Continue reading: The US wants to change the rules of mining the moon
Peaks of everlasting light are mountain peaks that are located near the south pole and are exposed to nearly constant sunlight. NASA's Jet Propulsion Lab proposes that sunlight beams from huge reflectors at these peaks to craters.
Near-constant sunlight exposes the moon's surface to its eternal light peak. Image credit: NASA/Johns Hopkins University Applied Physics
These huge mirrors need to be shipped from Earth and placed on these peaks. Then they can be remotely controlled and controlled to illuminate the deep-craters. Robotic mining vehicles will then be able to explore the deep craters now illuminated and recover water ice by using the reflected sun's energy.
Water ice can be transformed into vapor by using direct thermal or microwave heating. However, because of its high heat potential, this will require a lot more energy which must be supplied to the mirrors. It can also be physically extracted and then melted at slightly lower temperatures.
Use the water
After recovering the water, it must be electrolyzed to make hydrogen and oxygen. They should be liquefied to store them in a small storage container.
While oxygen can be easily liquefied, hydrogen liquefies at 30 Kelvin, which is -243 degrees Celsius, or -405 degree F, at a minimum pressure of 15 bars. To liquefy hydrogen, and keep it liquid without boiling off, this requires additional energy. This cryogenically chilled hydrogen and oxygen (LH2/LOX), must be transported to the intended destination while keeping its low temperature.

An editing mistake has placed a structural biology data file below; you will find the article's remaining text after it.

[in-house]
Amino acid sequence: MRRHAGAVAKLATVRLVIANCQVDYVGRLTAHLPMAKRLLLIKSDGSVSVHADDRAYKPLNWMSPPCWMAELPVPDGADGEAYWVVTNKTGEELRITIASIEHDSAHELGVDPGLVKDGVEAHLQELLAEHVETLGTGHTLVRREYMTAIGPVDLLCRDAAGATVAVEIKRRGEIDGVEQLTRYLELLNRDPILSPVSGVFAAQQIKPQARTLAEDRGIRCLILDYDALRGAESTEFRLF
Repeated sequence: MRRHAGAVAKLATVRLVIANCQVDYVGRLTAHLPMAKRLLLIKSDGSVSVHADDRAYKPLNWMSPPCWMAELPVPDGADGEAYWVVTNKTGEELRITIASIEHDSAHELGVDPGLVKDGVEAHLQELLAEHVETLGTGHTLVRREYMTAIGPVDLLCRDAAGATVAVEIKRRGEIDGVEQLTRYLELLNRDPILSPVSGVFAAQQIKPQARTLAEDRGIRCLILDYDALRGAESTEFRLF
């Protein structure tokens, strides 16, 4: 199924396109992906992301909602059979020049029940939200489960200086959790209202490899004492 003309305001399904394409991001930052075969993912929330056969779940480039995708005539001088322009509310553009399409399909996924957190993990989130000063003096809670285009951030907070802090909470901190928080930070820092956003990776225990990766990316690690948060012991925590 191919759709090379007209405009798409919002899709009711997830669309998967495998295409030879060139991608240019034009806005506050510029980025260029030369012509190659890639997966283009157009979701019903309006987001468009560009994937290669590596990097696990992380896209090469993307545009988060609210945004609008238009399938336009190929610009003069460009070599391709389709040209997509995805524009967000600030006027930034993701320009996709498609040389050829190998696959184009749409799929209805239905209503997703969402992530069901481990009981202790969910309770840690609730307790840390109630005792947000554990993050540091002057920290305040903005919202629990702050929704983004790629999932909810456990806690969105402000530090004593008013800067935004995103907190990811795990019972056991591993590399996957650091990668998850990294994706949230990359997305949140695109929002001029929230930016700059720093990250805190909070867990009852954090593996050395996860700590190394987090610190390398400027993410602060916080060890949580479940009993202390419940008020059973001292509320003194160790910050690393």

Now we have our propellant stock for launching stuff to the moon.
A launchpad will be required to launch into orbit. It may be at the moon's equator. Polar launches to the Lunar Gateway will not be possible without a polar launch pad. A lunar launchpad will require extensive infrastructure development.
It is clear that water ice extraction from the lunar poles can be done quickly, but it requires complex infrastructure. In-situ resource utilization will not save money because of the costs associated with infrastructure installation.
Alternatives to extraction
There are many options. The most important benefits of mining water are the hydrogen reduction of ilmenite, which yields iron metal, rutile, and oxygen. The LH2/LOX mixture is dominated by oxygen. It requires no infrastructure. Small-sized solar concentrators may be integrated into processing units to generate thermal power. There is no need to travel long distances between supply and demand sites in order to deploy each unit.
We can thus achieve nearly the same function by using a more sustainable, feasible route to in-situ resource usage that also includes mining abundant ilmenite or other lunar minerals.
We can't keep making the same mistakes on Earth that are unsustainable. As we move into the solar system, we have the chance to make it right.
This article was republished by The Conversation under Creative Commons. You can read the original article.